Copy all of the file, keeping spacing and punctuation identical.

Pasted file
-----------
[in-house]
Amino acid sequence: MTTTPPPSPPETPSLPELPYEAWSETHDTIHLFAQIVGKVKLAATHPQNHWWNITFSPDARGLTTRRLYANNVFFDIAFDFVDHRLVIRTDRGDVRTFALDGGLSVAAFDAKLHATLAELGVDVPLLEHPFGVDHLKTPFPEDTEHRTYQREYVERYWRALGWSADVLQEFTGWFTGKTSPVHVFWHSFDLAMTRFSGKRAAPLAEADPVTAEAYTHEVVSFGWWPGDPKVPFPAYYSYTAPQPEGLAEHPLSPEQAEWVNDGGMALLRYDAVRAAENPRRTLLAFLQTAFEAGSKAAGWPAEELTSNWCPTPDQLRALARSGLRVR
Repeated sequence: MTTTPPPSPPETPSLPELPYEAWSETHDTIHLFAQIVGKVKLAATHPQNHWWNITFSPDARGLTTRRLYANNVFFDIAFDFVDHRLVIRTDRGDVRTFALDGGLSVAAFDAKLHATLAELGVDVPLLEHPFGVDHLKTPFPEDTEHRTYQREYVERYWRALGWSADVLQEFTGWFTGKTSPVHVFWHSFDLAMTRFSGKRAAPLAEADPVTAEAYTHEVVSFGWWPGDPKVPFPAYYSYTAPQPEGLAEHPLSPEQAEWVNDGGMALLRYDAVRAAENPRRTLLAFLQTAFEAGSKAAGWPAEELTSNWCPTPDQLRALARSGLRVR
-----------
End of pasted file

[in-house]
Amino acid sequence: MTTTPPPSPPETPSLPELPYEAWSETHDTIHLFAQIVGKVKLAATHPQNHWWNITFSPDARGLTTRRLYANNVFFDIAFDFVDHRLVIRTDRGDVRTFALDGGLSVAAFDAKLHATLAELGVDVPLLEHPFGVDHLKTPFPEDTEHRTYQREYVERYWRALGWSADVLQEFTGWFTGKTSPVHVFWHSFDLAMTRFSGKRAAPLAEADPVTAEAYTHEVVSFGWWPGDPKVPFPAYYSYTAPQPEGLAEHPLSPEQAEWVNDGGMALLRYDAVRAAENPRRTLLAFLQTAFEAGSKAAGWPAEELTSNWCPTPDQLRALARSGLRVR
Repeated sequence: MTTTPPPSPPETPSLPELPYEAWSETHDTIHLFAQIVGKVKLAATHPQNHWWNITFSPDARGLTTRRLYANNVFFDIAFDFVDHRLVIRTDRGDVRTFALDGGLSVAAFDAKLHATLAELGVDVPLLEHPFGVDHLKTPFPEDTEHRTYQREYVERYWRALGWSADVLQEFTGWFTGKTSPVHVFWHSFDLAMTRFSGKRAAPLAEADPVTAEAYTHEVVSFGWWPGDPKVPFPAYYSYTAPQPEGLAEHPLSPEQAEWVNDGGMALLRYDAVRAAENPRRTLLAFLQTAFEAGSKAAGWPAEELTSNWCPTPDQLRALARSGLRVR